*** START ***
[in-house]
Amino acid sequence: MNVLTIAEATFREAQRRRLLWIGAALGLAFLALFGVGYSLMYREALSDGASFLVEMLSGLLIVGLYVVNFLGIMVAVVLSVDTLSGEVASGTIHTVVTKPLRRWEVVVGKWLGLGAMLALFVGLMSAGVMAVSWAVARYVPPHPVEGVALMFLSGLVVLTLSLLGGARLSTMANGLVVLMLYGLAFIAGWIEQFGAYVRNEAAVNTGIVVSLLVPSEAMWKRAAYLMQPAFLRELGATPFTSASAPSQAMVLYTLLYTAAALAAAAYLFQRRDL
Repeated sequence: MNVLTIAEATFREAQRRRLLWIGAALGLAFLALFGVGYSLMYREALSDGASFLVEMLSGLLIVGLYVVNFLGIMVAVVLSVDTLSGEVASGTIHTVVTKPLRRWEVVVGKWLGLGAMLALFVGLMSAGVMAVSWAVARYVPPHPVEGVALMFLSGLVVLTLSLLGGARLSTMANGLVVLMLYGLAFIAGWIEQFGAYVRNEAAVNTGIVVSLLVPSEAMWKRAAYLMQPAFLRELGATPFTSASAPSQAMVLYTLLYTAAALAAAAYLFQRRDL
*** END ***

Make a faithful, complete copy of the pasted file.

[in-house]
Amino acid sequence: MNVLTIAEATFREAQRRRLLWIGAALGLAFLALFGVGYSLMYREALSDGASFLVEMLSGLLIVGLYVVNFLGIMVAVVLSVDTLSGEVASGTIHTVVTKPLRRWEVVVGKWLGLGAMLALFVGLMSAGVMAVSWAVARYVPPHPVEGVALMFLSGLVVLTLSLLGGARLSTMANGLVVLMLYGLAFIAGWIEQFGAYVRNEAAVNTGIVVSLLVPSEAMWKRAAYLMQPAFLRELGATPFTSASAPSQAMVLYTLLYTAAALAAAAYLFQRRDL
Repeated sequence: MNVLTIAEATFREAQRRRLLWIGAALGLAFLALFGVGYSLMYREALSDGASFLVEMLSGLLIVGLYVVNFLGIMVAVVLSVDTLSGEVASGTIHTVVTKPLRRWEVVVGKWLGLGAMLALFVGLMSAGVMAVSWAVARYVPPHPVEGVALMFLSGLVVLTLSLLGGARLSTMANGLVVLMLYGLAFIAGWIEQFGAYVRNEAAVNTGIVVSLLVPSEAMWKRAAYLMQPAFLRELGATPFTSASAPSQAMVLYTLLYTAAALAAAAYLFQRRDL